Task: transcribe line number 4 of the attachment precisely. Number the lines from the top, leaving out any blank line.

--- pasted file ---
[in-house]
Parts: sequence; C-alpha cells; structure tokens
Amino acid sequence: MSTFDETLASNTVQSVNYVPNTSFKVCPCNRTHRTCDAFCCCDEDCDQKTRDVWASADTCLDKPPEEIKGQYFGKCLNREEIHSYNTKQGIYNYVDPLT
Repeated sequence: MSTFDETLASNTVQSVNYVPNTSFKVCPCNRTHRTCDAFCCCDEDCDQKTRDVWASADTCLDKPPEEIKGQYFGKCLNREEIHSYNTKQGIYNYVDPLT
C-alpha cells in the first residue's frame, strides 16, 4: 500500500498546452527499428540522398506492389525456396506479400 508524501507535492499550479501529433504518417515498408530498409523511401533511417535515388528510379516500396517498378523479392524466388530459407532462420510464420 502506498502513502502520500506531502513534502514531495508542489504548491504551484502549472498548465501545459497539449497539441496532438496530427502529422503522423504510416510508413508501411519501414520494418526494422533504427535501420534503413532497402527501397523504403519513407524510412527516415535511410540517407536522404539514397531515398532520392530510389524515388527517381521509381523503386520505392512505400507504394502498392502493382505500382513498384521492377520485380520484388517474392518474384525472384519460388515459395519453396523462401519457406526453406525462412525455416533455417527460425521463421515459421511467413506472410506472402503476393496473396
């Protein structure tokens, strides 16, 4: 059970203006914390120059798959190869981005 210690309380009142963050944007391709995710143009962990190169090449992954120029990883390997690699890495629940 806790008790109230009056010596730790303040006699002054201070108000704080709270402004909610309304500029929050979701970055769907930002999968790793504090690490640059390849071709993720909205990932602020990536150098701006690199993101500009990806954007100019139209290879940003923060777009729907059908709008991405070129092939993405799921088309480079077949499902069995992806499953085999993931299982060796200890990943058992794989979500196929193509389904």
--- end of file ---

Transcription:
Repeated sequence: MSTFDETLASNTVQSVNYVPNTSFKVCPCNRTHRTCDAFCCCDEDCDQKTRDVWASADTCLDKPPEEIKGQYFGKCLNREEIHSYNTKQGIYNYVDPLT